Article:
• As Kristen indicates, it is a “feel” thing. When you start getting better as a shot, you start to “call your shots.” You know by feel when you were dead-on. You don’t even have to look at your result, you know from how it all came together when the trigger broke. You mentally go “Ohhh yeesss… that’s what I’m talkin’ about!” and sure enough, you’ve nailed what you were aiming at – perfectly.

        Then you seek to repeat that feel – from how it felt leading up to the break to the follow through.

        When I miss with any of my target .22’s, I don’t have to look to know I’ve missed. I know from the feel that I sucked the chrome off a bumper hitch. About half of the time, I can feel when I nailed the center of the target. The other half still surprises me and causes me to wonder “WTF?”

        Heavier rifles and pistols, IMO, give a more consistent “feel.” IMO, the “feel” coming off an Annie rifle is so much better than lighter .22’s like a Ruger 10/22. You can take this too far: The “feel” coming off my Win52B, by comparison, is heavy and ponderous – like mounting a flak cannon to my shoulder. It is accurate, it just feels ponderous.

  8. I have trouble with the Golden Boy’s stock. The guns themselves are quite lovely – a little too flashy for my tastes – but still very nice. But I also find myself looking at the back of the hammer if I shoulder one and get a good cheek weld. I’d rather deal with the shorter stocks of the other models than with the exaggerated drop of the Golden Boy’s stock.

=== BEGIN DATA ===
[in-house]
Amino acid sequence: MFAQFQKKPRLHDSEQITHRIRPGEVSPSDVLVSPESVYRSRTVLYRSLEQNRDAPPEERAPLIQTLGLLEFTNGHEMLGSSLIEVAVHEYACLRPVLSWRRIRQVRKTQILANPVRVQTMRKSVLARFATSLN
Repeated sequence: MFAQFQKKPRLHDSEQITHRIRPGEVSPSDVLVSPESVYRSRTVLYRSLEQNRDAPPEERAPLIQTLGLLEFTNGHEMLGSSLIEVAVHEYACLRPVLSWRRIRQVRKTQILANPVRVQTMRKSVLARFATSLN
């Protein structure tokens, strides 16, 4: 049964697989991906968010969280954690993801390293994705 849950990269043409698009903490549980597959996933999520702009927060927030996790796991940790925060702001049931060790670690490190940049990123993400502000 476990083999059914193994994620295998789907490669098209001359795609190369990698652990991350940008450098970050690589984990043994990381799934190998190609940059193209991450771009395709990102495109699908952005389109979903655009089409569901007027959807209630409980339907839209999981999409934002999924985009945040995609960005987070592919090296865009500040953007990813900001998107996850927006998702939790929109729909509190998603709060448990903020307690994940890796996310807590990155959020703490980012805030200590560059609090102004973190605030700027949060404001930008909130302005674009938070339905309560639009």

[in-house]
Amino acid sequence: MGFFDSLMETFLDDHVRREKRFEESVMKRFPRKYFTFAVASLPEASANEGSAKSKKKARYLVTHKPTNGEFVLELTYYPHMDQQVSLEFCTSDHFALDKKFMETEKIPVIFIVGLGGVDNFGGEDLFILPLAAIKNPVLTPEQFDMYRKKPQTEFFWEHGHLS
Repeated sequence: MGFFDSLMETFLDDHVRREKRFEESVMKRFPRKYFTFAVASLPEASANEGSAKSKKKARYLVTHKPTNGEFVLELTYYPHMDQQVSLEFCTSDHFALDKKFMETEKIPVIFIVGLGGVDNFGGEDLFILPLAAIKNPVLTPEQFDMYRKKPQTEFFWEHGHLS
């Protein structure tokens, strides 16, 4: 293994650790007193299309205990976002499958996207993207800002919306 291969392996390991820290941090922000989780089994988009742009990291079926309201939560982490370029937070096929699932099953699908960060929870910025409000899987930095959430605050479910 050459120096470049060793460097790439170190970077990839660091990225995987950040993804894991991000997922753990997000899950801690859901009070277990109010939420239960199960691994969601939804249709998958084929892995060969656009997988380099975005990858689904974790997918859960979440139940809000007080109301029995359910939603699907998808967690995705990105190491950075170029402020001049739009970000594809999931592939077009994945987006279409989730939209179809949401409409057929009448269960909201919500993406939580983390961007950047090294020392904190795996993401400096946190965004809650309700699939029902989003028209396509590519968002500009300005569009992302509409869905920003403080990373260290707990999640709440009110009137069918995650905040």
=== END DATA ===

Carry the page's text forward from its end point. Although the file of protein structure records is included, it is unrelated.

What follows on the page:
My favorite lever action .22 was the old 94/22 Legacy I foolishly sold in my youth. Maybe some day I’ll track another down or find an old Marlin 39A.

    • Exactly. I have the same issue (that’s what I was referring to) But if the comb was just higher, the head is actually more upright than the other designs which is really great. If you’re just kind of plinking around cheek weld doesn’t matter. But then, why not go for the most?

  9. I was thrilled to get a surprise Big Boy .44 for Christmas. I took it to the range at my gun club Christmas day. At 50 yards, my first three shots did not cut the paper! I brought the target back in to about 25 yards, and it was shooting ten inches high and twelve to the left! I e-mailed Henry, who said to adjust the sights. I went back to the club today with tools. With the buckhorn all the way down and the blade in the buckhorn all the way down and tapped with a hammer, I moved the whole sight to the right until there was about an 8th of an inch of barrel showing in the dovetail. Using a six o’clock pull, I can finally get all the shots in the black at 100 yards, from a Lead Sled. Needless to say, I am very disappointed in my new rifle. Anybody got any idea why the sight is so far out of alignment with the barrel? Should I return it to Henry?

    • That sounds like a major error.I would definitely call Henry again and tell them about your problem. Sounds like it needs to be sent back.

    • Yeah that’s strange. Dyspeptic Gunsmith? You seeing this? Care to chime in? I just shot a Henry .44 golden boy and didn’t encounter that. Let them know and I’m sure they’ll work through the issue with you.

    • Anthony Imperato owns Henry repeating Arms, and he’s been known to personally contact a Henry owner who voices a problem. Outstanding customer service is a hallmark of Henry. Contact them and explain the issue the way you have here and they’ll make it right.